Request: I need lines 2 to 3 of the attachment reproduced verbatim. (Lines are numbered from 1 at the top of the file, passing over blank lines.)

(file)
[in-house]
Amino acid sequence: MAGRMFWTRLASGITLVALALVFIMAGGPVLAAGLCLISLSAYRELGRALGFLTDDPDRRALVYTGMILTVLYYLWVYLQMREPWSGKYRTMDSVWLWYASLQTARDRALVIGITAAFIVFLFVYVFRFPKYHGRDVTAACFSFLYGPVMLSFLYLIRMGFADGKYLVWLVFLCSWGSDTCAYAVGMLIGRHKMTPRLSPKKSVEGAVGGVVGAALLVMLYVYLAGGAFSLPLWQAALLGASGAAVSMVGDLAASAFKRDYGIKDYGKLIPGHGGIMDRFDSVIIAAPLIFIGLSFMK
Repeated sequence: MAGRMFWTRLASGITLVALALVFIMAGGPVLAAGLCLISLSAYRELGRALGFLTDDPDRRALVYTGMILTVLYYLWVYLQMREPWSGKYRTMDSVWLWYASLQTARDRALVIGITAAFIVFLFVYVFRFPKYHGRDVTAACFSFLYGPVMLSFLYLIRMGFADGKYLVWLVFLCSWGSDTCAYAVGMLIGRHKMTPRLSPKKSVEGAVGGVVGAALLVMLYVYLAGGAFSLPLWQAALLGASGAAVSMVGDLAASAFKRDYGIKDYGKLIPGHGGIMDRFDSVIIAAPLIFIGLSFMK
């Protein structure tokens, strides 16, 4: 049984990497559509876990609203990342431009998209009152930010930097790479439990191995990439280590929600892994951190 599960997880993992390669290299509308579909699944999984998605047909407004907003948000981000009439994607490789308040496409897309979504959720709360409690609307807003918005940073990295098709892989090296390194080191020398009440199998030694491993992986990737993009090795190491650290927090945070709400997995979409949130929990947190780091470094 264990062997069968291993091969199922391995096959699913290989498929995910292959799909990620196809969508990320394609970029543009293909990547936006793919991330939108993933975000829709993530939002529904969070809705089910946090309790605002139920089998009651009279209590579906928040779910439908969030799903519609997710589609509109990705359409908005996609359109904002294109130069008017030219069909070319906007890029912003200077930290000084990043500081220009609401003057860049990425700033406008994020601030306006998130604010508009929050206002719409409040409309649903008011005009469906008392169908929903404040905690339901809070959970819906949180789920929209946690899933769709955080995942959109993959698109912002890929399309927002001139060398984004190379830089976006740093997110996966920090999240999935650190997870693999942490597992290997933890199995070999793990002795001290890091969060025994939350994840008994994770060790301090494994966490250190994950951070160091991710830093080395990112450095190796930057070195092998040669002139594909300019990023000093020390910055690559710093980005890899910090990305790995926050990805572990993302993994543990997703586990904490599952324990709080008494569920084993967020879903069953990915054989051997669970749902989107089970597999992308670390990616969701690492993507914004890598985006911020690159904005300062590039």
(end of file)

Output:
Amino acid sequence: MAGRMFWTRLASGITLVALALVFIMAGGPVLAAGLCLISLSAYRELGRALGFLTDDPDRRALVYTGMILTVLYYLWVYLQMREPWSGKYRTMDSVWLWYASLQTARDRALVIGITAAFIVFLFVYVFRFPKYHGRDVTAACFSFLYGPVMLSFLYLIRMGFADGKYLVWLVFLCSWGSDTCAYAVGMLIGRHKMTPRLSPKKSVEGAVGGVVGAALLVMLYVYLAGGAFSLPLWQAALLGASGAAVSMVGDLAASAFKRDYGIKDYGKLIPGHGGIMDRFDSVIIAAPLIFIGLSFMK
Repeated sequence: MAGRMFWTRLASGITLVALALVFIMAGGPVLAAGLCLISLSAYRELGRALGFLTDDPDRRALVYTGMILTVLYYLWVYLQMREPWSGKYRTMDSVWLWYASLQTARDRALVIGITAAFIVFLFVYVFRFPKYHGRDVTAACFSFLYGPVMLSFLYLIRMGFADGKYLVWLVFLCSWGSDTCAYAVGMLIGRHKMTPRLSPKKSVEGAVGGVVGAALLVMLYVYLAGGAFSLPLWQAALLGASGAAVSMVGDLAASAFKRDYGIKDYGKLIPGHGGIMDRFDSVIIAAPLIFIGLSFMK